Exploring the Heritability of Stress Hormones

Problem Title

Exploring the Heritability of Stress Hormones

Scientific Title

Exploring the Heritability of Cortisol through Hair Analysis of Monozygotic Twins

Harli Weber
iCons Concentration: 
iCons Class Year: 
Class of 2017
Executive Summary 

All humans experience stress: physiological stress, mental stress, and even emotional stress. Stress can be short-term due to the activation of the sympathetic nervous system and the secretion of the hormones norepinephrine and epinephrine from the adrenal cortex. However, stress can be long-term as well. When the human body experiences long-term stress, the hypothalamic-pituitary-adrenal (HPA) axis is activated, leading to the release of cortisol from the adrenal cortex. Measuring the concentration of cortisol in hair is a widely accepted method of assessing long-term activation the HPA axis. In the field of neuroendocrinology, it is unclear whether activation of the HPA axis caused by stress is due to an individual’s genetics or an individual’s environment. In this study, in collaboration with Boston University, hair cortisol concentrations of five year old monozygotic twins will be compared to assess the similarity in cortisol concentrations between genetically identical individuals. Determining the heritability of cortisol has profound scientific and social implications. It is important to predict cortisol concentrations because a hyperactive or blunted HPA axis can lead to a multitude of disorders including cardiovascular disease, fatigue, anxiety and depression, and suppression of the immune system and inflammatory responses. The ability to predict cortisol concentrations may allow clinicians to directly combat the effects of a hyperactive or blunted HPA axis in children through the use of medications, life style changes, and even behavioral therapy.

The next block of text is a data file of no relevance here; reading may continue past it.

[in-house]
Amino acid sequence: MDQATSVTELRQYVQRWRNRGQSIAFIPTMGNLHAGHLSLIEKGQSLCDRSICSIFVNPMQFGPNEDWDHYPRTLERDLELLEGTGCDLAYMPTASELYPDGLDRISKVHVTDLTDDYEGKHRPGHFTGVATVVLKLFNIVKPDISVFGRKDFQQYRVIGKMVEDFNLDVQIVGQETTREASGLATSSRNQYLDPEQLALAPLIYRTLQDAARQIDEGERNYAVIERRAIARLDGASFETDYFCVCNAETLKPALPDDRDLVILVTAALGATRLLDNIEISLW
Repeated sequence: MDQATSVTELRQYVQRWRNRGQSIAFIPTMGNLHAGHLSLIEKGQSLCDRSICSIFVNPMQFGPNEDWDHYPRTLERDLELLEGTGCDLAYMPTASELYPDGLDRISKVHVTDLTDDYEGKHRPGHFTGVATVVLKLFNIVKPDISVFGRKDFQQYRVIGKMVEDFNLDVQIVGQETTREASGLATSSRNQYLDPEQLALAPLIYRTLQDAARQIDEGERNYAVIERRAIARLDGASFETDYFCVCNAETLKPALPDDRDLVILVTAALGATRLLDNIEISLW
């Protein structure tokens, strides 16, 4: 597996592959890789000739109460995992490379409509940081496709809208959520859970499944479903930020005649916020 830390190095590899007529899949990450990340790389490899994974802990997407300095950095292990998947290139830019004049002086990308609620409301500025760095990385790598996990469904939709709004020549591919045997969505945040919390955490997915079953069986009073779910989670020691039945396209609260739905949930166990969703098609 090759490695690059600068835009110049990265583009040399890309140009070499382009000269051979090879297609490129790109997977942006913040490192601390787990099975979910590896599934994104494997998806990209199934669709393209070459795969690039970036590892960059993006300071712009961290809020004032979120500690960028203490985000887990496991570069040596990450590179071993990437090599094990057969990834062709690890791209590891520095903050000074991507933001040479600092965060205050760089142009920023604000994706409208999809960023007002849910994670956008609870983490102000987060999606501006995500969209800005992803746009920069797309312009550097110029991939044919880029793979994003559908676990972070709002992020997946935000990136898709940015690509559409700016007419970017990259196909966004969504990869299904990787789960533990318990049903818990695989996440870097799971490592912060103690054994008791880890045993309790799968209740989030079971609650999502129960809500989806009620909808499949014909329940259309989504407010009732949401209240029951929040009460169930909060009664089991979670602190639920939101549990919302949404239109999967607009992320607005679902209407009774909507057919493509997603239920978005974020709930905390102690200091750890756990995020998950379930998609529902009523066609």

Problem Keywords: 
cardiovascular disease
Scientific Keywords: 
hypothalamic-pituitary-adrena axis activation